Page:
is 3-avoidable, then so is $w^R$, the reverse of $w$.
It follows from
the work of Cassaigne and Roth
that a binary pattern is 2-avoidable exactly when it encounters one of
$xxx$, $xyxyx$, $xyxxy$, $xxyxyy$, $xyxyyx$ and $xxyyx$.
Consideration of minimal $k$-avoidable patterns leads to
problems such as the following,
posed in \cite{baker}:
\begin{problem}
Write $u\ge w$ if $u$ encounters $w$ or the reversal of $w$. This relation
is a quasi-order, and factoring out the resulting equivalence relation gives
a partial order. Let $\mu(w)$ be the size
of the smallest alphabet on which $w$ is avoidable. For avoidable
$w$, is there an infinite antichain on $\mu(w)$ letters such that each
member of the antichain avoids $w$?
\end{problem}
Perhaps the posing of this problem is too ambitious. An
affirmative solution would imply that for any
avoidable word $w$, it takes no more letters to avoid
$w$ and $w^R$ simultaneously than it does to avoid $w$ alone. Strong
evidence to the contrary is provided by the example $w=abcacb$. It
seems likely that $abcacb$ is 2-avoidable; there are words of length 1000
over $\{0,1\}$
avoiding $abcacb$. However,
$abcacb$ and $bcacba$ are not simultaneously 2-avoidable.\footnote{Thanks
to Kirby Baker for the use of his software which allowed
the author to make these discoveries concerning $abcacb$.}
For this reason, it seems that a better question to ask is the following:
\begin{problem}
Write $u\ge w$ if $u$ encounters $w$.
For avoidable
$w$, is there an infinite antichain on $\mu(w)$ letters such that each
member of the antichain avoids $w$?
\end{problem}
This question was answered in the affirmative in the case where $w$
is 2-avoidable in \cite{goralcik}
Note that for the sake of studying antichains it is unnecessary to move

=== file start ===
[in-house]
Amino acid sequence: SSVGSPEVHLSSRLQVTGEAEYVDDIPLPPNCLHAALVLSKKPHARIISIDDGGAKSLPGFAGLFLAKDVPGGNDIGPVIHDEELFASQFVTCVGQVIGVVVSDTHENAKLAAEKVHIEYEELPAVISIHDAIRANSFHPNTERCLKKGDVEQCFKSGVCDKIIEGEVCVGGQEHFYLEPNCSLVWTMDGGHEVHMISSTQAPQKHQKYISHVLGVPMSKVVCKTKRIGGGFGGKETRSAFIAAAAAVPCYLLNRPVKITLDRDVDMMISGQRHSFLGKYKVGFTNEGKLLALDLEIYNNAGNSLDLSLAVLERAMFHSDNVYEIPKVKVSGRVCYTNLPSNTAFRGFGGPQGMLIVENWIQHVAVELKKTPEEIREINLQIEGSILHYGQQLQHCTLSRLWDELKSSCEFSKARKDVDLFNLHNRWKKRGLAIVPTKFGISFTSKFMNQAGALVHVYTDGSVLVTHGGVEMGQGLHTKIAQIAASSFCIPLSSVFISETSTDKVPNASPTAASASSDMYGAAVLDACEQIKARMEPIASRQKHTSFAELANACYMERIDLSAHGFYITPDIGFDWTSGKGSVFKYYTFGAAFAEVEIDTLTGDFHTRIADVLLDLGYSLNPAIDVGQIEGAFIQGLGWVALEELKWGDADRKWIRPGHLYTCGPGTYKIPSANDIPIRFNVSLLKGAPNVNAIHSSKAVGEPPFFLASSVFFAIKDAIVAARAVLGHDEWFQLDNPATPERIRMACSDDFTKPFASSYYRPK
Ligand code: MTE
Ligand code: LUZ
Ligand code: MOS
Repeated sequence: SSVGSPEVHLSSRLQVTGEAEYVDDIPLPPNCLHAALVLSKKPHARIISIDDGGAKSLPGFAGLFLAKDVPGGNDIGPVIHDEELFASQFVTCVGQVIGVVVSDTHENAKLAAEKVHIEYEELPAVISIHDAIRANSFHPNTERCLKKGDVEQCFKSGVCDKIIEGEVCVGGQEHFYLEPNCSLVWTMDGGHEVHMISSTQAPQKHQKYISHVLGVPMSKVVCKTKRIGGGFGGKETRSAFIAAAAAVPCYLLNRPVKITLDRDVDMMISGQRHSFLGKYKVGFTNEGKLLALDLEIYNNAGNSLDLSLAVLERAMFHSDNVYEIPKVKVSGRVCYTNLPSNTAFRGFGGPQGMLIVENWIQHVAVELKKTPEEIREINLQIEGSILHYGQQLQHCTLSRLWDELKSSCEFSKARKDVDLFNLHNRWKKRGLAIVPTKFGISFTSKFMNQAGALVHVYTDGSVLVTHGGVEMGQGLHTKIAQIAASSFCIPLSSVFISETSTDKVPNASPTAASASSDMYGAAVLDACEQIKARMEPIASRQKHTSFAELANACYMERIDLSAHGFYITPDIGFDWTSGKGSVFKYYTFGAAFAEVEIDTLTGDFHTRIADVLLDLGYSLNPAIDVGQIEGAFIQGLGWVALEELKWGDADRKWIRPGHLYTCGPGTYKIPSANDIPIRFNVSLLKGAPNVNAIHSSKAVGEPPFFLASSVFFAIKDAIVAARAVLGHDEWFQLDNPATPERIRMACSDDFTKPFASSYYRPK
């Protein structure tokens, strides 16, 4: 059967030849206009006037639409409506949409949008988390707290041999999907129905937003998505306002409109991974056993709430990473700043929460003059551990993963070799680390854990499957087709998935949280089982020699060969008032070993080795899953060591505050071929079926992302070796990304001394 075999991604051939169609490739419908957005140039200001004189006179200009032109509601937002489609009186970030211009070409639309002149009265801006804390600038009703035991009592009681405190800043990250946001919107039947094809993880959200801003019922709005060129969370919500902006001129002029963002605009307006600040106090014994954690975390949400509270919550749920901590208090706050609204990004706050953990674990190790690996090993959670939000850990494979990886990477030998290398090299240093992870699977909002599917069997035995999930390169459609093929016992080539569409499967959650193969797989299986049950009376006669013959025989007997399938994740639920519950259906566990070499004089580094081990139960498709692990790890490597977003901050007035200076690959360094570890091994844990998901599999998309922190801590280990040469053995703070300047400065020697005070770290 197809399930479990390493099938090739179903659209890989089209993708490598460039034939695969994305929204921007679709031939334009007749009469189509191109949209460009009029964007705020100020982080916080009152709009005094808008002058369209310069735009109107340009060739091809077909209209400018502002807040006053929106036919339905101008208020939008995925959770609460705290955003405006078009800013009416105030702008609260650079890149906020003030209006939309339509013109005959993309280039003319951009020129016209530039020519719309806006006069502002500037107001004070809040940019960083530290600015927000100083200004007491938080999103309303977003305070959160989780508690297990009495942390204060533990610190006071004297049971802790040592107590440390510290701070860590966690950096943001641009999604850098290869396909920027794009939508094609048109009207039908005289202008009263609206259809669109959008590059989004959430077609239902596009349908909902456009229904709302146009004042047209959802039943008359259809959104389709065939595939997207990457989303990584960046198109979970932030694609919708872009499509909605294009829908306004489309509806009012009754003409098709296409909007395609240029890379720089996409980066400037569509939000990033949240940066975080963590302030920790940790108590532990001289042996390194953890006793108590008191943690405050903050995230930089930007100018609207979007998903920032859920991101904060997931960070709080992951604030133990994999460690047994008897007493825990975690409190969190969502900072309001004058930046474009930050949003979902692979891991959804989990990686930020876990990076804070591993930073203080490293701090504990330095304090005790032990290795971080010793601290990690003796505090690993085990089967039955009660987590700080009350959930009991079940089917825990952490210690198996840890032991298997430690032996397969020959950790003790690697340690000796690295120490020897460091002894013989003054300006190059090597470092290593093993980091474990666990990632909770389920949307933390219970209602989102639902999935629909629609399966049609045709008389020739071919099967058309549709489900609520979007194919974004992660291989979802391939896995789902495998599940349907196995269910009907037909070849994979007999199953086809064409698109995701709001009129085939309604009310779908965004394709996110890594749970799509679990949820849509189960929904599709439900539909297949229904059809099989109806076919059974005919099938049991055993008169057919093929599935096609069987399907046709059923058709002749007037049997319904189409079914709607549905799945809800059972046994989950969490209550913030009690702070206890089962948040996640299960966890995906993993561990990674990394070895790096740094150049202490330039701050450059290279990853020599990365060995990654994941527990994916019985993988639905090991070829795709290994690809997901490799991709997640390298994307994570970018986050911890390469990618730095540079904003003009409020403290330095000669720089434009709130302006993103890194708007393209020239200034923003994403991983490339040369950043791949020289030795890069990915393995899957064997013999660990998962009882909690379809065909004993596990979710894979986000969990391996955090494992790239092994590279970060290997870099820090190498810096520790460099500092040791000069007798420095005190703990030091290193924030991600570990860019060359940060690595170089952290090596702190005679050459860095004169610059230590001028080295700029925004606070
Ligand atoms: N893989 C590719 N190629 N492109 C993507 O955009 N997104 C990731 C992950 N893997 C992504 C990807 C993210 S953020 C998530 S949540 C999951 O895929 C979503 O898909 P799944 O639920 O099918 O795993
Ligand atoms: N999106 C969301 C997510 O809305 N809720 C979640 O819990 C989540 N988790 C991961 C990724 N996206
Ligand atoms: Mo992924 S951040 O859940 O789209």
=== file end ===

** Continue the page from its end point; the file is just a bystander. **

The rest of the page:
from the quasi-order to a partial order.
In a related paper \cite{crochemore} it was shown that
for any $\epsilon > 0$
there is an infinite antichain of such ternary words
avoiding $x^k$ for $7/4 < k <7/4+\epsilon.$ Note that
$7/4$ is the {\bf threshold} of repetition for words over a 3 letter
alphabet; if $r < 7/4$,
we can find at most finitely many words over a 3 letter alphabet
avoiding $x^r$.
The threshold of repetition for a 2 letter alphabet is 2. A word
containing no subwords of the form $x^k$ for $k>2$ is called
{\bf overlap-free}. A word is overlap-free exactly when it avoids
both the
patterns $xxx$ and $xyxyx$.
In this note we prove that
any binary word
which avoids overlaps is an element of an infinite antichain of binary
words
avoiding overlaps.
\section{Preliminaries}
An {\bf alphabet} $\Sigma$ is a set whose elements
are called {\bf letters}. A {\bf word} $w$
over $\Sigma$
is a finite string of letters from $\Sigma.$
The {\bf length} of word $w$ is the
number of letters
in $w$, denoted by $|w|.$ Thus $|banana|=6$, for example.
The language consisting of
all words over $\Sigma$ is denoted by $\Sigma^*.$
If $x,y \in \Sigma^*,$ the
{\bf concatenation} of $x$ and $y$, written $xy$, is simply the
string consisting
of $x$ followed by $y.$
The word with no letters is called the {\bf empty word} and is denoted by
$\epsilon.$
Suppose $w \in \Sigma^*.$ We call word $x$ a {\bf prefix} of $w$ if $w = xy,$ some
$y \in \Sigma^*.$
Similarly word $y$ is a {\bf suffix} of $w$ if we can write
$w = xy,$ some $x \in \Sigma^*.$